H1N1 pandemic legacy may be mandatory flu shots for health care workers

Forces aligning to make seasonal shots a condition of work

Ruth CarricoThe ebbing H1N1 influenza pandemic could leave one lasting legacy for future patients: they will be a lot less likely to die of nosocomial flu transmitted by a health care worker.

Long debated and deferred, mandatory seasonal flu vaccinations for health care workers appears to be an idea whose time has finally come in the wake of the first pandemic in four decades. Everything from scaled-up manufacturing capacity to primed public awareness is now in place to make a long-standing goal of infection preventionists and patient safety advocates become a reality in the coming flu seasons.

In addition, the Centers for Disease Control and Prevention's Advisory Committee on Immunization Practices (ACIP) voted Feb. 24 to expand the recommendation for annual influenza vaccination to include all people ages 6 months and older. The move to universal flu immunization signals the importance of preventing influenza across the entire population and increases pressure on health care workers, a group that has largely resisted standing CDC recommendations to be immunized for a quarter- century. Enough — many infection preventionists are now saying — is enough.

"Ensuring that you are taking the steps to prevent transmission of illness to patients — who have placed their trust in you to provide them with safe care — should be a condition of employment," says Ruth Carrico, PhD, RN, CIC, a veteran IP and assistant professor of health promotion and behavioral sciences at the University of Louisville (KY). "Look, when you are a health care worker, you are not going to be able to wear artificial nails and you're probably going to have to work on Christmas day and Mother's Day at some point in your career. So, get over it. It's the same thing with flu immunization."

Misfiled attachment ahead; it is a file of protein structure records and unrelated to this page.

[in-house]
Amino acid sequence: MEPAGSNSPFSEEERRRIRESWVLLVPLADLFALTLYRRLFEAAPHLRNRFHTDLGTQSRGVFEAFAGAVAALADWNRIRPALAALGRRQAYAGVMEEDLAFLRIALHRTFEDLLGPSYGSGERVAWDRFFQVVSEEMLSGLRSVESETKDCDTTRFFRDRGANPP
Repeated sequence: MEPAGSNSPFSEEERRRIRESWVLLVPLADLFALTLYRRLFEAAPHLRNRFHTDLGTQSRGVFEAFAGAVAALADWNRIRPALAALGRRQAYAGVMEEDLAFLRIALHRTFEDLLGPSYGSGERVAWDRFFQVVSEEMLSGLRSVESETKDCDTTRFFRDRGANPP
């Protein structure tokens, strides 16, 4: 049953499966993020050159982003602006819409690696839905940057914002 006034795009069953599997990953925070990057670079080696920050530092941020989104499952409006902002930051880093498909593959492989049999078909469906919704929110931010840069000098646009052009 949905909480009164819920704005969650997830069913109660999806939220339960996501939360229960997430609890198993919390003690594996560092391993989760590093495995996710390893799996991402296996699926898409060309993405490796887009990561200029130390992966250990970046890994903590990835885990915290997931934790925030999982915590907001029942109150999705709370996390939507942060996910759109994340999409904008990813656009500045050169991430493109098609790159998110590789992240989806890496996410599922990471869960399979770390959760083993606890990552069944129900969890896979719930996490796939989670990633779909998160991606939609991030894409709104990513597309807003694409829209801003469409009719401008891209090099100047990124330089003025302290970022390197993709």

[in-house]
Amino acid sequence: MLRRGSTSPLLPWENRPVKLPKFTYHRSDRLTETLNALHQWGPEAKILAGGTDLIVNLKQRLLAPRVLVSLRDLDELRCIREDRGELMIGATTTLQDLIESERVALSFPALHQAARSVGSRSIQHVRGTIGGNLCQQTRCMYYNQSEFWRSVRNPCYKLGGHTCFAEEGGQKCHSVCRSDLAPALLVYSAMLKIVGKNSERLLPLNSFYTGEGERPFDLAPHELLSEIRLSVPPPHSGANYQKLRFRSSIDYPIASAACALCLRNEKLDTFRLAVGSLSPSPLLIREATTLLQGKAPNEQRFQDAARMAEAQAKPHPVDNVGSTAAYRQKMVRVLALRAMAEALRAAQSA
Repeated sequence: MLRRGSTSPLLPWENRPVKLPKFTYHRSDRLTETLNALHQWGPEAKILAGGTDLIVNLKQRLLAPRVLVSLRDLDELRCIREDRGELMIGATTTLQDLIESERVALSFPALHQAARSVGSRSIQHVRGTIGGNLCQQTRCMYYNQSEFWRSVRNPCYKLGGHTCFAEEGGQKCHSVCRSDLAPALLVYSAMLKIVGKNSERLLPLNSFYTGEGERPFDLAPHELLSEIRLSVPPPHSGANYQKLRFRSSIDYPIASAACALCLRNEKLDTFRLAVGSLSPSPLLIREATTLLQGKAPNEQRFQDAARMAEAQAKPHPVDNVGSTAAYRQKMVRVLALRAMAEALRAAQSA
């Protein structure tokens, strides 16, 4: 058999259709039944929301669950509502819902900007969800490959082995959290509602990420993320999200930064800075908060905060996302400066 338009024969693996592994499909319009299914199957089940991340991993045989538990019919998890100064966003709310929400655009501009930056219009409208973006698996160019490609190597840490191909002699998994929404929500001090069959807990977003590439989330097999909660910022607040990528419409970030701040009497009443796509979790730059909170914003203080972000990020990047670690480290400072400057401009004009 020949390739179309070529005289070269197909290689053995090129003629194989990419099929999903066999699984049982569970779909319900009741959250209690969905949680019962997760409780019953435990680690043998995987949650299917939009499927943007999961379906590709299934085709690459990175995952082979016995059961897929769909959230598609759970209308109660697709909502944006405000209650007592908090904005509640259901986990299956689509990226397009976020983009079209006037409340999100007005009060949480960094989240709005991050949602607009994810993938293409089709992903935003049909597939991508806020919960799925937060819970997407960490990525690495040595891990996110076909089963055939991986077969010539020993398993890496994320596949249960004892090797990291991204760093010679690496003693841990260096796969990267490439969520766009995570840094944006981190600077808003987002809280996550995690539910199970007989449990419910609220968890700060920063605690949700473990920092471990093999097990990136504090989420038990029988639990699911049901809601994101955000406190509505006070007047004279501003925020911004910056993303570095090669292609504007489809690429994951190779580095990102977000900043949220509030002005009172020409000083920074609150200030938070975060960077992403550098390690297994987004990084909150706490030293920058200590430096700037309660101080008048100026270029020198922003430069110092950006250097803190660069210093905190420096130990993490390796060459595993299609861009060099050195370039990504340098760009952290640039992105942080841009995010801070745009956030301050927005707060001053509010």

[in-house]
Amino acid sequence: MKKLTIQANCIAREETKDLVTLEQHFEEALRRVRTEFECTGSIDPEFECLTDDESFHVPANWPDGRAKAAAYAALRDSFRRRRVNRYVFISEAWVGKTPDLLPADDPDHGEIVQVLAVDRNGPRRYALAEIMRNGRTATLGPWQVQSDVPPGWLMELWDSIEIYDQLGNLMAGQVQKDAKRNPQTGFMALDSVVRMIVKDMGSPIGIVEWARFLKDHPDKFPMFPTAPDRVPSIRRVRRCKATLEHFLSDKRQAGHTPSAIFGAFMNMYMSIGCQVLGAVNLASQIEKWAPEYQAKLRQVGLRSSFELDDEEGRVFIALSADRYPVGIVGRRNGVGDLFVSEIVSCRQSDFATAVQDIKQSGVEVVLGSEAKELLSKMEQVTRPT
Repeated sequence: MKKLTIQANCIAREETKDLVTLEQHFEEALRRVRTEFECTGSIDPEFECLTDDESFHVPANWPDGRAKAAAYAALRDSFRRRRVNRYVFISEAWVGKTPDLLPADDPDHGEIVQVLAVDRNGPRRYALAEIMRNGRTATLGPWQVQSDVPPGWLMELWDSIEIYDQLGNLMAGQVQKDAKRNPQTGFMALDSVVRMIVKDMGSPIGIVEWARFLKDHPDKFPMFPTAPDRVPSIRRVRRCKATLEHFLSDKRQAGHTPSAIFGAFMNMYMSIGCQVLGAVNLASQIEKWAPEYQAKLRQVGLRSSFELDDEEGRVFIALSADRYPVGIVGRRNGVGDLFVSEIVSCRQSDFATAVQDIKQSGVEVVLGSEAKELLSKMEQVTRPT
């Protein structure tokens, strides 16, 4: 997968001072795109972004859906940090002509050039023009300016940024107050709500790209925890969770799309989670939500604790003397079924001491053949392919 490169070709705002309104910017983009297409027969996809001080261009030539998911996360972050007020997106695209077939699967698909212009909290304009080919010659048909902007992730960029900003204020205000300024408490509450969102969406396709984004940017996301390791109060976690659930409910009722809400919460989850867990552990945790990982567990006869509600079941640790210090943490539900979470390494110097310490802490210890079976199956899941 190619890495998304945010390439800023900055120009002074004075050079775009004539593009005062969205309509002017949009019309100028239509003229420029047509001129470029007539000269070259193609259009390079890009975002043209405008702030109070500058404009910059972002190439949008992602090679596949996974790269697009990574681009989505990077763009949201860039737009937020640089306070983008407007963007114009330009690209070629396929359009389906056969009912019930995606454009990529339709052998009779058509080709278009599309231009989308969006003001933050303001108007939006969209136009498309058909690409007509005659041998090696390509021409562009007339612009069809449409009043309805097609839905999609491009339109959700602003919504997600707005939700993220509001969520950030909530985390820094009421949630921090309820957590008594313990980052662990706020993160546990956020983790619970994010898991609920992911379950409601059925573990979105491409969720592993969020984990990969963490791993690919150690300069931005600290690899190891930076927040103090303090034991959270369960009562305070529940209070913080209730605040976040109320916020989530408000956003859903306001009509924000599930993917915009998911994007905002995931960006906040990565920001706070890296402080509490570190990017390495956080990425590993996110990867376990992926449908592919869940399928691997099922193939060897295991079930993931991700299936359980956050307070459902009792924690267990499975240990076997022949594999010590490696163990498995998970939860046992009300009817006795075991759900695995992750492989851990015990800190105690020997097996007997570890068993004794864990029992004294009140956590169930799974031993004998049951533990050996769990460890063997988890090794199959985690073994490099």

It's generally estimated that less than half of health care workers take the annual flu vaccine, citing a mix of apathy, unfounded fears and persistent myths.

"For some reason, influenza vaccine has this cloud hanging over it undeservedly," Carrico says. "The reasons for pushback against immunization are not patient-centered. Health care workers will take the MMR [measles/mumps/rubella] vaccine, but will not take the flu shot. I'm incredulous."

For example, early in the pandemic — when no one could predict its impact on the health care system — the only H1N1 vaccine available was the live attenuated nasal "mist" version. Hospitals widely balked at the option, citing among the reasons a legitimate but somewhat paradoxical concern for the highest-risk patients. The historical resistance to flu immunizations by health care workers does not bode well for future pandemics and emergency responses, Carrico warns.